News Story

Church Honours Leader from Sydney's Jewish Community

The Church of Jesus Christ of Latter-day Saints recently honoured a prominent member of Sydney’s Jewish community, Mr Norbert Schweizer, for service to the community over many years.

Sydney Latter-day Saint leader, Mr Danny Hamilton, presented a ‘Standing for Something’ award to Mr Schweizer at a special gathering at Emmanuel Synagogue near Woollahra, New South Wales earlier this month.

The Church recognises individuals for outstanding, selfless and dedicated community service with the ‘Standing for Something Award.’ The name of the award is taken from a book by Latter-day Saint leader, Gordon B. Hinckley (1910-2008). The concept for the award also draws upon the experience and example of Australian soldier, John Simpson Kirkpatrick

Mr Hamilton said, as he presented the award to Mr Schweizer, “As a symbol of our gratitude we present to Norbert the John Simpson Kirkpatrick ‘Standing for Something Award,’ otherwise known as the legendary ‘Simpson with his donkey award.’”

John Kirkpatrick trudged resolutely up and down Shrapnel Gully and Monash Valley carrying the wounded to safety and away from the line of fire during the WW1 campaign in Gallipoli, saving some 300 ANZACs (Australian and New Zealand soldiers),” he said. “We give this award to another who has trudged the valleys of life, lifting and saving those less fortunate and unable to fend for themselves, Norbert Joseph Schweizer.”

Mr Hamilton continued: “I am a long-time friend of Norbert Schweizer.  It is an honour for me to address you here today, in this holy place, the Emanuel Synagogue.  What a thrill it is to pay tribute to a very exceptional man whose impact for good and charity towards those of our mutual multi-faith community has been seen and felt by many.” 

Rabbi Jacki Ninnio said, referring to the biblical account of Joseph who had been cast into the pit by his brothers, “We must reach out and show forth love towards those who fall and cannot rescue themselves.”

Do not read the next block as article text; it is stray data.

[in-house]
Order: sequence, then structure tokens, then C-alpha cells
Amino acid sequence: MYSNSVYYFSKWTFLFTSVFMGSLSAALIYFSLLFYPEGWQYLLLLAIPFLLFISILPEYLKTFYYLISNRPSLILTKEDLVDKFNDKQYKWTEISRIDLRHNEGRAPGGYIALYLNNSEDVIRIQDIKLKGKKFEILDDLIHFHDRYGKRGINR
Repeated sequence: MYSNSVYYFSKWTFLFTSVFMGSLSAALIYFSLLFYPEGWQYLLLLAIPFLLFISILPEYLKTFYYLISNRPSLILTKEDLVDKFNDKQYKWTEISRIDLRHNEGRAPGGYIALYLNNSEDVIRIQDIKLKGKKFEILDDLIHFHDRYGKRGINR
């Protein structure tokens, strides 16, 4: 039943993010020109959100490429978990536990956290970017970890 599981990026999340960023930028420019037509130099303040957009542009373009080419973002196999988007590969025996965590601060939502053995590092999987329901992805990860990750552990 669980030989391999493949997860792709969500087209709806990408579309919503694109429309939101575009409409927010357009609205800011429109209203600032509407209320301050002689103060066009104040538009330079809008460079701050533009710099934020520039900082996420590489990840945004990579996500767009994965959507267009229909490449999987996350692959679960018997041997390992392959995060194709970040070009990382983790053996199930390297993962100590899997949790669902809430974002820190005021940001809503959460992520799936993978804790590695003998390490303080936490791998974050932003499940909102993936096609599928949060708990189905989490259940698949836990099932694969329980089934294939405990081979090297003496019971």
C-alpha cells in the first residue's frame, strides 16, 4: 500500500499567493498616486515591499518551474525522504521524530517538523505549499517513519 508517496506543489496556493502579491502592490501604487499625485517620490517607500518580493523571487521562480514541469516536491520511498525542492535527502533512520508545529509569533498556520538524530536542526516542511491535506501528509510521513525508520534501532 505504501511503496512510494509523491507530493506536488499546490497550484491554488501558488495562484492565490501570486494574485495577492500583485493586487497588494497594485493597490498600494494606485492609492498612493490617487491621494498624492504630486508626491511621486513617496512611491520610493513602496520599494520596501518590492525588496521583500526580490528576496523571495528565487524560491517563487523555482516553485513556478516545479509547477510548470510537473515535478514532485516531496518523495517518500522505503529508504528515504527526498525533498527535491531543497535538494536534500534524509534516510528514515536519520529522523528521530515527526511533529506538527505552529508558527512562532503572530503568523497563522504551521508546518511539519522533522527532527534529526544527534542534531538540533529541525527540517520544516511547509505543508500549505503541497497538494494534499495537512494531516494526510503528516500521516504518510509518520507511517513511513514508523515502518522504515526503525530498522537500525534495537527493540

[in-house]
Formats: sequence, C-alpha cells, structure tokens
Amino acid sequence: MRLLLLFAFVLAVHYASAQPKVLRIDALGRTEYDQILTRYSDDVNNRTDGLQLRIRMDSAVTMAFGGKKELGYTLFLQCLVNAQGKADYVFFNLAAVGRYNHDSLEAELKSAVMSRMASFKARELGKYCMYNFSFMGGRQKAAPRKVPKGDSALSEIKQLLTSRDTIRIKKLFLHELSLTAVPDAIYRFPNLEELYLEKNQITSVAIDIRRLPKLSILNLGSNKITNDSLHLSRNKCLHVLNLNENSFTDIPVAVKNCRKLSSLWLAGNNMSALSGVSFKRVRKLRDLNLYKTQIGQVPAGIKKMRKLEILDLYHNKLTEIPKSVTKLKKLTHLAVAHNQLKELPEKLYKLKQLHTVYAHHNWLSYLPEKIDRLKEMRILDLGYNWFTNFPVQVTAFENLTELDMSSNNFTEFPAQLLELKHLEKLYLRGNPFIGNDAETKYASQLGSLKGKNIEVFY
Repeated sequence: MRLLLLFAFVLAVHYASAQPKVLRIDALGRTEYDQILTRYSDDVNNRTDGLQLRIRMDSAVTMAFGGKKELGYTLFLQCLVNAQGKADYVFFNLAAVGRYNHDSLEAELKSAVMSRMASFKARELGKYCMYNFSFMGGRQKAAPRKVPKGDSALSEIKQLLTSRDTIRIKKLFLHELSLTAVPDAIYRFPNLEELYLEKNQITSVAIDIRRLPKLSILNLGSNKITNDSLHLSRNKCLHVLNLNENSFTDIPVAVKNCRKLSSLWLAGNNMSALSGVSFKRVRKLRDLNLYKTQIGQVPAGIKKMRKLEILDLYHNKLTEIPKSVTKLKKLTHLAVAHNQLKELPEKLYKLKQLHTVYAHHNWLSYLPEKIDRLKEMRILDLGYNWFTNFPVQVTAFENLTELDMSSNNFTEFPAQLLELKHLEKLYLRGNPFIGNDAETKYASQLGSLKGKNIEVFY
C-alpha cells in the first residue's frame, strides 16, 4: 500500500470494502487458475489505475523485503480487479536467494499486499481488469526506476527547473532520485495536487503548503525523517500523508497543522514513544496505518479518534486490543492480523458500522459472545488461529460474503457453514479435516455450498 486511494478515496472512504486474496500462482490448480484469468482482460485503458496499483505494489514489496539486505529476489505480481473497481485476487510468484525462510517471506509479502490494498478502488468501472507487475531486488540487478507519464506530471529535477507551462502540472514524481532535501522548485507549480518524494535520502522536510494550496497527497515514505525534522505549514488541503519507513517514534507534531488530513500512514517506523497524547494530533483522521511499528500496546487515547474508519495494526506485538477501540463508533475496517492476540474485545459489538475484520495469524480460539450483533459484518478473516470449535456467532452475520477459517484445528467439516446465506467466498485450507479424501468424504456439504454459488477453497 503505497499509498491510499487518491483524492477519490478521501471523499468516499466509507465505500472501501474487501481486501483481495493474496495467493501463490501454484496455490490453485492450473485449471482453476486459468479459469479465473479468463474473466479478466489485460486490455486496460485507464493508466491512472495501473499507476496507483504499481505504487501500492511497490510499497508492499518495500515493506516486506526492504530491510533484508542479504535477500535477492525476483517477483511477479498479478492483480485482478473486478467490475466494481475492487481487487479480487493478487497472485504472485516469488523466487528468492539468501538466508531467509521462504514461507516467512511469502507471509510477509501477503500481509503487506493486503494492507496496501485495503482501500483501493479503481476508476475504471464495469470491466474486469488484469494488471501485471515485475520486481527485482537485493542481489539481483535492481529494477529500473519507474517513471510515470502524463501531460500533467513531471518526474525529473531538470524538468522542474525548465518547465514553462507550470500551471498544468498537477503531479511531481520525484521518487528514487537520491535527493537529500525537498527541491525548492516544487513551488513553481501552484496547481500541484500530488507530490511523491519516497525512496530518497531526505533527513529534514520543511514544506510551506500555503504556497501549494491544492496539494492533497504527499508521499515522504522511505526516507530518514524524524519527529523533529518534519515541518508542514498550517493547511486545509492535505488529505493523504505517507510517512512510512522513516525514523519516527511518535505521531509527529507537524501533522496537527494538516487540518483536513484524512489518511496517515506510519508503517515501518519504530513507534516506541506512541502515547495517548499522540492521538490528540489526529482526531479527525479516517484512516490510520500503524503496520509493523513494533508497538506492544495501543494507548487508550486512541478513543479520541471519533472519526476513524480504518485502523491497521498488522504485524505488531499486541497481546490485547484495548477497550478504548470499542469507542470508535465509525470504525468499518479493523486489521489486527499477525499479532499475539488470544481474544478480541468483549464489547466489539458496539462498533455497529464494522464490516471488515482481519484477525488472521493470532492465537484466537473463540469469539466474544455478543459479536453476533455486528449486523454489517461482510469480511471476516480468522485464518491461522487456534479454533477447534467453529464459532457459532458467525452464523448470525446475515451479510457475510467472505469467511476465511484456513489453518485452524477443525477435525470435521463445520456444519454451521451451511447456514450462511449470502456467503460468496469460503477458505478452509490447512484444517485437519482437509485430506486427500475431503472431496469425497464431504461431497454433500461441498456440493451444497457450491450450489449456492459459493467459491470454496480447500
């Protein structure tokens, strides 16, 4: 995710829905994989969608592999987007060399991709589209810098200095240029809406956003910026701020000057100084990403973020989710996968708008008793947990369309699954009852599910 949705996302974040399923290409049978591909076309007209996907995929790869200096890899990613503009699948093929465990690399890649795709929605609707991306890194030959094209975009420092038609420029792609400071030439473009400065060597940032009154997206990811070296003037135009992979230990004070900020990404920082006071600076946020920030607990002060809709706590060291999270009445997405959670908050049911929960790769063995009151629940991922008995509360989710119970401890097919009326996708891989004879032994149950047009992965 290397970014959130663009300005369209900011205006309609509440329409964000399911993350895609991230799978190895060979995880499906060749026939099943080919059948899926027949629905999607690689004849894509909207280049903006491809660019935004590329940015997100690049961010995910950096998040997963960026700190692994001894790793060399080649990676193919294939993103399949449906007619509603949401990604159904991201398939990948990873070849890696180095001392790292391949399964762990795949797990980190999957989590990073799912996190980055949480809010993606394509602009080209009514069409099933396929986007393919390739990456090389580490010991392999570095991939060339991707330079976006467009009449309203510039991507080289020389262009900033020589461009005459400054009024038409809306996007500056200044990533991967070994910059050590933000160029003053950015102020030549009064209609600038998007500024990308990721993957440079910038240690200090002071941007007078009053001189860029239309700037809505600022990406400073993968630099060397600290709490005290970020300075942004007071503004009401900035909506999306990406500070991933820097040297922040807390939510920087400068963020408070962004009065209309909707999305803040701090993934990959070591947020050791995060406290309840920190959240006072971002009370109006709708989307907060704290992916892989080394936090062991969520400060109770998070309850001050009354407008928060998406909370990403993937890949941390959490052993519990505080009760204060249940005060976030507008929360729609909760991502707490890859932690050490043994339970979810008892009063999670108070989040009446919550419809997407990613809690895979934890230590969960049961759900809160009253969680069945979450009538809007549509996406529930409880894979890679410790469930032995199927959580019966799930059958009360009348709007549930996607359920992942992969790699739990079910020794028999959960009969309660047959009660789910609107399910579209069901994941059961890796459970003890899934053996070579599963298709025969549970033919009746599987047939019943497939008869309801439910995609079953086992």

Mr Schweizer has served as president, committee member or founder of the following organisations: The Royal institute for Deaf and Blind children; the German-Australian Welfare Society; the Swiss Community Care Society; the Schizophrenia Research Institute; the B’nai B’rith Retirement Villages; and the Emanuel Synagogue.

Growing up in Australia with both German and Jewish heritage and having no family members surviving the Nazi Holocaust, Mt Schweizer says he felt a desire to reach out into the German community in pursuit of reconciliation between Germans and Jews.

Rabbi Jeffrey Kamins said, “Given our own historical experience of wandering and displacement, our visceral understanding of the need to have safe haven, it seems appropriate to celebrate not just our own welcome to Australia, but also to celebrate and welcome others who have escaped hardship, persecution and instability to make a home here.”

Robert Klein, an Emanuel congregant who volunteers at the Asylum Seekers Centre in Surry Hills, said, “Given that most of our community are either immigrants or descendants of immigrants, I believe we have a special responsibility to welcome new immigrants to Australia.”

Mia Freedman, media personality and publisher, who is also a congregant of Emanuel, said, “I believe that new arrivals to Australia should be warmly welcomed with the generosity of spirit Australians are famous for.”

Mr Schweizer was accompanied by his wife, Sonja, and joined by many of his friends and colleagues at the event. 

He founded the firm now called Schweizer Kobras in 1978. He is an accredited specialist in business law and a public notary. 

Read more about Latter-day Saints and interfaith relations.

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